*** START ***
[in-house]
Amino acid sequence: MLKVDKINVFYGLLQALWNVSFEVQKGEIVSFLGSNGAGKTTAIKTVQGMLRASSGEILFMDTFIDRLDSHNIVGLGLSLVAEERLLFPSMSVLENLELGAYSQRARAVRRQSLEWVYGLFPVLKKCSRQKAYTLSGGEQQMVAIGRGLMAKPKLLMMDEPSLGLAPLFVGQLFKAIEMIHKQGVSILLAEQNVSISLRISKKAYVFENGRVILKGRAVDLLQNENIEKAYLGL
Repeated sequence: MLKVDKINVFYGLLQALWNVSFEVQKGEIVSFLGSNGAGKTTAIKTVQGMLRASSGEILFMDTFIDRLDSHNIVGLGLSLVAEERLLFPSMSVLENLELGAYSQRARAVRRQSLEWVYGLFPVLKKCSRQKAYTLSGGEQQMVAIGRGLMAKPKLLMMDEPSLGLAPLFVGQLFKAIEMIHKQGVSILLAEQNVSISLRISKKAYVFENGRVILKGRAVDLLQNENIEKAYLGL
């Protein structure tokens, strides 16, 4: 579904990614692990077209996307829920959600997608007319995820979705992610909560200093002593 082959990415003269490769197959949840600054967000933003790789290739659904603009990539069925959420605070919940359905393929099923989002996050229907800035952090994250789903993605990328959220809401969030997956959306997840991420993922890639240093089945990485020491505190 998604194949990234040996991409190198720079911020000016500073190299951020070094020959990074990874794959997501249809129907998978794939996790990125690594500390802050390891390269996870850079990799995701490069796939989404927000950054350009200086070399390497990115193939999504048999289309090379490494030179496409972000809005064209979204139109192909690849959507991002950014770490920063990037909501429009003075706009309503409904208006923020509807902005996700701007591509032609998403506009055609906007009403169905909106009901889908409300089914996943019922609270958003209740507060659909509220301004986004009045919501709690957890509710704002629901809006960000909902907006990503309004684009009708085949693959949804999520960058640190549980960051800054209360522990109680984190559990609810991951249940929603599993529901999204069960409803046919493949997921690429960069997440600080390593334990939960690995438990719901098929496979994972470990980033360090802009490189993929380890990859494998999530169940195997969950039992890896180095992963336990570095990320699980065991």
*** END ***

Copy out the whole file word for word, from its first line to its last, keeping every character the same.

[in-house]
Amino acid sequence: MLKVDKINVFYGLLQALWNVSFEVQKGEIVSFLGSNGAGKTTAIKTVQGMLRASSGEILFMDTFIDRLDSHNIVGLGLSLVAEERLLFPSMSVLENLELGAYSQRARAVRRQSLEWVYGLFPVLKKCSRQKAYTLSGGEQQMVAIGRGLMAKPKLLMMDEPSLGLAPLFVGQLFKAIEMIHKQGVSILLAEQNVSISLRISKKAYVFENGRVILKGRAVDLLQNENIEKAYLGL
Repeated sequence: MLKVDKINVFYGLLQALWNVSFEVQKGEIVSFLGSNGAGKTTAIKTVQGMLRASSGEILFMDTFIDRLDSHNIVGLGLSLVAEERLLFPSMSVLENLELGAYSQRARAVRRQSLEWVYGLFPVLKKCSRQKAYTLSGGEQQMVAIGRGLMAKPKLLMMDEPSLGLAPLFVGQLFKAIEMIHKQGVSILLAEQNVSISLRISKKAYVFENGRVILKGRAVDLLQNENIEKAYLGL
């Protein structure tokens, strides 16, 4: 579904990614692990077209996307829920959600997608007319995820979705992610909560200093002593 082959990415003269490769197959949840600054967000933003790789290739659904603009990539069925959420605070919940359905393929099923989002996050229907800035952090994250789903993605990328959220809401969030997956959306997840991420993922890639240093089945990485020491505190 998604194949990234040996991409190198720079911020000016500073190299951020070094020959990074990874794959997501249809129907998978794939996790990125690594500390802050390891390269996870850079990799995701490069796939989404927000950054350009200086070399390497990115193939999504048999289309090379490494030179496409972000809005064209979204139109192909690849959507991002950014770490920063990037909501429009003075706009309503409904208006923020509807902005996700701007591509032609998403506009055609906007009403169905909106009901889908409300089914996943019922609270958003209740507060659909509220301004986004009045919501709690957890509710704002629901809006960000909902907006990503309004684009009708085949693959949804999520960058640190549980960051800054209360522990109680984190559990609810991951249940929603599993529901999204069960409803046919493949997921690429960069997440600080390593334990939960690995438990719901098929496979994972470990980033360090802009490189993929380890990859494998999530169940195997969950039992890896180095992963336990570095990320699980065991």